With the weather of these last few weeks, there is lots of waterfowl around, so one cannot blame people for wanting to enjoy their hobby of hunting. (Full disclosure: I used to be a hunter, back in my teens, as most of my buddies did as well. But eventually, in my twenties, I put away my gun and began hunting with a camera, and that is perhaps a topic of another post as well sometime).
January 1, 2016 turned out as a windy, cloudy and cold day. Not the worst weather we've had, but not the best either. The winds were a sustained 30+ km/h, with frequent gusts or periods of wind in excess of 60 km/h. It stayed just below freezing, something we've not been used to very much this 'winter' so far.
When I first arrived at SCNWA, it was still quite dark. The swans weren't really headless....they were sleeping! And it was hard to get this photo before 0800h on a dark cloudy day.
At about 0750h, the huge numbers of waterfowl in the marsh woke up. No...those aren't a multitude of specks of dirt on my camera lens.....the sky was full of winged things, mostly at the far side of the NWA. The telephoto lens I needed to capture them could only capture a small portion of the huge numbers spread across the sky.
While I was there, there were more swans arriving from the north, which I thought was a little unusual. Most of the ones that had been in the area for awhile were resting in the NWA. They typically leave for the surrounding fields to feed in the morning, returning later in the day. Presumably the ones arriving shortly after daybreak were ones that had flown in from the north as the winter weather there was finally driving them here.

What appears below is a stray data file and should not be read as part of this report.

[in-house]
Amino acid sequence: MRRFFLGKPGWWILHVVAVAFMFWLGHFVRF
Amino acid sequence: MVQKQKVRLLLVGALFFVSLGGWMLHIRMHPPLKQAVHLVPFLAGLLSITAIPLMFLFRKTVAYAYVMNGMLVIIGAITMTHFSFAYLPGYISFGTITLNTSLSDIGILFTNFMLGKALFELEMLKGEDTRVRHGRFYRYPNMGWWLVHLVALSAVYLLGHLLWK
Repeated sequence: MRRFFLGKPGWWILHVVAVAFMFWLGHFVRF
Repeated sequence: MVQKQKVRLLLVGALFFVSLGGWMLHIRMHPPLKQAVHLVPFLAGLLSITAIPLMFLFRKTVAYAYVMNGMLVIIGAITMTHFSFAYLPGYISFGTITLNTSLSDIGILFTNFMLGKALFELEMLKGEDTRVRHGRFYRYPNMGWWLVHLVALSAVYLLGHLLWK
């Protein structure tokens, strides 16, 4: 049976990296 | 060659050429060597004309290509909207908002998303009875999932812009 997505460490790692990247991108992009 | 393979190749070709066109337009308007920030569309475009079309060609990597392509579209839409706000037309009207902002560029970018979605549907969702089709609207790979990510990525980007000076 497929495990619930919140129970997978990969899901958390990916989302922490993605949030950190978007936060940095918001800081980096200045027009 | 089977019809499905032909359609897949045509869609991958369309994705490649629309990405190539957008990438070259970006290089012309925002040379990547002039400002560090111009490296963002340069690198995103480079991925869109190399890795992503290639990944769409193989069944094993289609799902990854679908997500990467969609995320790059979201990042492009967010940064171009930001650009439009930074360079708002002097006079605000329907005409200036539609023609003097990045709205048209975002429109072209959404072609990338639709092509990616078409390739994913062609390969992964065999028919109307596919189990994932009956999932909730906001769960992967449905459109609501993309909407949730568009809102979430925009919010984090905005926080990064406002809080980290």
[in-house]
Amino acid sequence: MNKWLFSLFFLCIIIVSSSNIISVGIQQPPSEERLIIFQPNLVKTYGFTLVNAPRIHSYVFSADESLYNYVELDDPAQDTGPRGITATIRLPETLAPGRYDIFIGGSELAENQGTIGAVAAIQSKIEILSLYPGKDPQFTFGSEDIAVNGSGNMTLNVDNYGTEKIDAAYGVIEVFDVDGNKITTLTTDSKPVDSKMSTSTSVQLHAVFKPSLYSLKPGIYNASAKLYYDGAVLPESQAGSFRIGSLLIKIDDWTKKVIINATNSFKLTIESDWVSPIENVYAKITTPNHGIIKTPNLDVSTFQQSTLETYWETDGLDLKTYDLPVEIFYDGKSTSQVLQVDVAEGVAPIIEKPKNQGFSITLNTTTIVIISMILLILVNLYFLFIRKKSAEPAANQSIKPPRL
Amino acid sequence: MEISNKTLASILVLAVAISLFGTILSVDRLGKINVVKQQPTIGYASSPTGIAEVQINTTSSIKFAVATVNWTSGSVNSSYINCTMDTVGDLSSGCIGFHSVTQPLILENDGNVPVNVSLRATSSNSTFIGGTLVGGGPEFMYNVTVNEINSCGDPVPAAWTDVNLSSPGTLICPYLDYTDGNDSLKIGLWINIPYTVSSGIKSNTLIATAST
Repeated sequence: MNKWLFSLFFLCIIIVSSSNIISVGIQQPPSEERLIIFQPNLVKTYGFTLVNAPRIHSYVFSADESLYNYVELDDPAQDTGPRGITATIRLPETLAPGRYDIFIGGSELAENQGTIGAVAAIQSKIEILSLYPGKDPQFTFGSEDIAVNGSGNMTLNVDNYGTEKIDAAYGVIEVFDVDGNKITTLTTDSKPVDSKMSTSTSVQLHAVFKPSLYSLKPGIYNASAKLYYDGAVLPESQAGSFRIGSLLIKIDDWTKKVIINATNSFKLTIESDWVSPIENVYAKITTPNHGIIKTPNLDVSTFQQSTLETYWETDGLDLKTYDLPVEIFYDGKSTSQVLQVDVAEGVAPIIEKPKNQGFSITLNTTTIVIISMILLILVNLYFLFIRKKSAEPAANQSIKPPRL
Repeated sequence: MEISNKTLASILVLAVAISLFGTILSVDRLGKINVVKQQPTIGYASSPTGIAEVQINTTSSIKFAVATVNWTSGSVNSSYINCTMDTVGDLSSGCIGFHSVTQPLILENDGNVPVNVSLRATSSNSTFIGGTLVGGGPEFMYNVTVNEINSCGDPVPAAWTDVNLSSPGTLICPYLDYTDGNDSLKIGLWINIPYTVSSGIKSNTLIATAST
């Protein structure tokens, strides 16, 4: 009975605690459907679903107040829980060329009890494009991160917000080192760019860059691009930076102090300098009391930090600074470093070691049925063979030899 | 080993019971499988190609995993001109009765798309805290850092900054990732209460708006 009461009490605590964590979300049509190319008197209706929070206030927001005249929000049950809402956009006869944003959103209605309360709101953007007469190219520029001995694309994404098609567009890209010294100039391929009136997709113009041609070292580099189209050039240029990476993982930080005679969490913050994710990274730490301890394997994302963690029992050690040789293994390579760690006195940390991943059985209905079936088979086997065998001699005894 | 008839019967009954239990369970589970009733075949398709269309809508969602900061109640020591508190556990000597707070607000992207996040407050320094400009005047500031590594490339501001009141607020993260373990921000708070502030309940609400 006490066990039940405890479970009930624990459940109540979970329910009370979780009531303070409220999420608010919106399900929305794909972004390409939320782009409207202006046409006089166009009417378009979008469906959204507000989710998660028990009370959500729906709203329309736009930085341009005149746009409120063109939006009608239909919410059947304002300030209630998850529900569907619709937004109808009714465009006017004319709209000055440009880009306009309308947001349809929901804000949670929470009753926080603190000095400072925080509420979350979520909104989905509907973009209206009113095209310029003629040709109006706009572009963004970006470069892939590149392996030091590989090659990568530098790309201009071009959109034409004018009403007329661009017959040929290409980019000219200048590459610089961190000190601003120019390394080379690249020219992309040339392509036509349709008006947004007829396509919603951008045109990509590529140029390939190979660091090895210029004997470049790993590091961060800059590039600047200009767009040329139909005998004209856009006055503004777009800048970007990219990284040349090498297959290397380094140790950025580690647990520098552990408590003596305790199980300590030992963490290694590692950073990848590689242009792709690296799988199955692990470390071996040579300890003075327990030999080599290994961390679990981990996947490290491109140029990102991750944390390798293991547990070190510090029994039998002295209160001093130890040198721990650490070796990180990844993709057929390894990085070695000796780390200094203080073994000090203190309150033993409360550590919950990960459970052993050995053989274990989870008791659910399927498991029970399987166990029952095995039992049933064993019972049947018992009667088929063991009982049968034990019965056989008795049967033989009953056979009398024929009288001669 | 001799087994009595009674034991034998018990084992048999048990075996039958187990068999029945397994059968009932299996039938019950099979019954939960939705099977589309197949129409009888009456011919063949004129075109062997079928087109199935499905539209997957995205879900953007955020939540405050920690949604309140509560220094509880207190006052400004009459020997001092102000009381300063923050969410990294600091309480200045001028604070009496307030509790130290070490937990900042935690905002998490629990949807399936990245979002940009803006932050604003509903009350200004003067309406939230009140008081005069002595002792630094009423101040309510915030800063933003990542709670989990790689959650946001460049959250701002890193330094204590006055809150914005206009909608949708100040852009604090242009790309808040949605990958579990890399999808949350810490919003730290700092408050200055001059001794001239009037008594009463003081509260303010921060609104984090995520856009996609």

A couple of swans were swimming in the open channel along the road.
Sandhill Cranes were in record numbers this year. We saw them flying into the NWA and also out into the fields.
|Canada Geese, Snow Geese and Sandhill Cranes|
The official estimate of crows for 2016, and it is only an estimate, is 125,000. Our all time official high count for this CBC is 159,860, made in 2000. Some folks have estimated that in November when they are at their highest, there are as many as 250000-500000 crows in the vicinity of Chatham. But there are usually from 150000-500000 that are documented leaving southwestern Ontario at two of the local hawkwatches (Holiday Beach in Essex and Lake Erie Metropark in Michigan).
For lots more detail on the phenomenon of roosting crows in Chatham, check out one of my previous posts here.
Our final tally for the day was 85 species, our fifth highest count ever, and a little below our all-time high of 92.